If you’re interested in doing this, then you should bear in mind that the following qualities/items are a prerequisite.
A Cheap Neck. Don’t do this to your main guitar the first time around, do it on an old guitar you don’t use or rescue one from a pawn shop and work on that. I did it on this Samick I’ve had knocking around since the late 90s when I found it in a guitar shop in Portsmouth, UK. To this day I have no idea what model it is, but now it’s a scalloped one, so if you recognize it let me know in the comments.
Patience. I’d place this above woodworking skills because to get it right, and avoid the temptation just to rush through it, requires a mammoth amount of patience from the outset. This is going to take you 3-5 days from start to finish the first time, so don’t get any ideas about starting in the morning and playing a perfectly scalloped fretboard by the evening.
Woodworking Skills. If you can use a circular file, you can scallop a fretboard. There’s not much to the scalloping technique itself, as you’ll see if you watch someone doing it properly. I’ll admit it does take a few frets to get a feel for it, but there’s no advanced carpentry going on.
Tools. You’ll need some round files (not the half-rounded ones). I used two different sizes, one being a little smaller in diameter to get closer to the frets; a couple of clamps to hold the guitar in place while you scallop, some fine sand paper to smooth out any roughness, lemon oil, rags, masking tape, and plenty of elbow grease.
First, you should remove the neck and clamp it using a couple of vices (with cloths as buffers so as not to damage the neck), then put two layers of masking tape over each fret wire, scoring on either side so that you’re left with just the tape covering the actual fret wire. In his videos, Claus doesn’t do this, but I thought it would be a good idea to minimize any damage from dings with the file (and I was right).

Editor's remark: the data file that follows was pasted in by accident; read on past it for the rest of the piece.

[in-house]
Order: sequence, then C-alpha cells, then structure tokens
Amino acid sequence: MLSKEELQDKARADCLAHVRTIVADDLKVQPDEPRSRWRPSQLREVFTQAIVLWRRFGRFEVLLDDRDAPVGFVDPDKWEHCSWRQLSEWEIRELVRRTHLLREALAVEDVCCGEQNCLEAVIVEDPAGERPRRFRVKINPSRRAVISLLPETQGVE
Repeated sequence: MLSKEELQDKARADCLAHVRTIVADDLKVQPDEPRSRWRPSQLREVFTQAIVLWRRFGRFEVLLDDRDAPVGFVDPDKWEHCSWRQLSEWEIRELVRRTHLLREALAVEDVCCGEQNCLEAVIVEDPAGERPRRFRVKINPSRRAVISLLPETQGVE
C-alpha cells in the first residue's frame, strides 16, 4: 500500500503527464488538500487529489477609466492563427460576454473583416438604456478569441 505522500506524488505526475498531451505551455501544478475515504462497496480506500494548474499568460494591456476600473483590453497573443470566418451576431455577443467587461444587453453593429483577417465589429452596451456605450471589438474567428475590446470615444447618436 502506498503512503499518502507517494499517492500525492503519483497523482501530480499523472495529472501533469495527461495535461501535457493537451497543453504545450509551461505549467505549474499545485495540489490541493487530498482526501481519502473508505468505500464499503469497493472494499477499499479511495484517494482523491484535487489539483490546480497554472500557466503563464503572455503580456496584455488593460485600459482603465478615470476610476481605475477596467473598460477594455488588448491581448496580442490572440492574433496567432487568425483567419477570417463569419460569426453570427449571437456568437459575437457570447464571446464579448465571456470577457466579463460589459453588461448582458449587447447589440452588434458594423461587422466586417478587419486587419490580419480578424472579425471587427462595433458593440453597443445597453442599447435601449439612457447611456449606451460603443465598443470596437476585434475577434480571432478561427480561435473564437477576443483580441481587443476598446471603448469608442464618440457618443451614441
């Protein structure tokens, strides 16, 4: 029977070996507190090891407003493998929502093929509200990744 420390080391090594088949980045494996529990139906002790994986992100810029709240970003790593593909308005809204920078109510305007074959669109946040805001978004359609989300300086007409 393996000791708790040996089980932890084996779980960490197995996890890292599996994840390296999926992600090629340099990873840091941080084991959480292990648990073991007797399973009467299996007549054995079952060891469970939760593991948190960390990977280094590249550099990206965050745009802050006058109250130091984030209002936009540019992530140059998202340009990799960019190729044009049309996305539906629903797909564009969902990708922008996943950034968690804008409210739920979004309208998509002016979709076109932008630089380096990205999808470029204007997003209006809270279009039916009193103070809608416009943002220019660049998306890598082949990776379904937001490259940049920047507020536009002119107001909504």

When you’ve taped up your frets, you’re ready to start scalloping. I started on the fifth fret as it had a dot marker which I read would disappear, so I thought this would be a good place to start to get the general depth right. For the filing itself, you don’t need to exert too much force as the file will do most of the work for you, just make sure you’re consistent across the fret.
Once I’d done the first two frets, as you can see in the picture, I relaxed a bit because it didn’t look half-bad. This is the fifth and sixth fret filed down to the level of the dot marker. You’ll see the tape held up fairly well, and certainly prevented a fair few dings. If you do accidentally ding the fret wire, don’t worry as I found the perfect tool for getting rid of most minor dings. You can of course start wherever you wish, or just do a partial scallop from the twelfth to the top fret, but since I’d already decided to do the whole fretboard anyway, I started in the middle.
From here on in it’s simply of question of patience as you start to get an idea of how long this is going to take, and it is time-consuming, I won’t lie. On the third day, I had done around thirteen frets which included a lot of inspecting, going back and leveling frets etc. Admittedly, I didn’t have all day to be scalloping fretboards, which was a good thing as I probably would have gotten impatient and botched it sitting there filing for hours on end.
At this point the neck was playable, and after five days I was itching to try it out. If you have more patience than I do, you should probably apply a proper finish and do something about the dot markers, if only for the guitar to be more aesthetically pleasing and to protect the fretboard. So, I found some strings that I had lying around, which were probably 9s judging by the tension (I usually play 8s) and restrung her.
I have to say, I loved the feel of a scalloped fretboard, even a hack one like this. Bending and vibrato are an absolute dream, and it allows you to create so much more sustain on every note. Contrary to popular belief it is actually harder to play faster on a scalloped fretboard; I think I heard Yngwie Malmsteen also say this in an interview. I had read that chords go out of tune and that if you press too hard your notes will go sharp, but found none of this to be true. If you press abnormally hard, or you have a ridiculously heavy touch, then you may find notes going sharp but other than that there’s no difference. It’s actually easier to grab chords on a scalloped fretboard, and I found that it really made rhythm playing much more comfortable for some reason. I don’t think you have to have a particularly light touch either as you can really dig in with those bends. It could be my imagination but I found it transformed the tone of the guitar, made it much more resonant, and even fattened it up a little. I think this is more to do with the natural sustain you get from the scalloped fretboard.
I loved it, it didn’t take long to get used to and the painstaking process was very much worth it in the end. If you want to have a crack at this, don’t listen to the naysayers; it is something you can do yourself, just make sure you have the right tools and that you’ve done your research.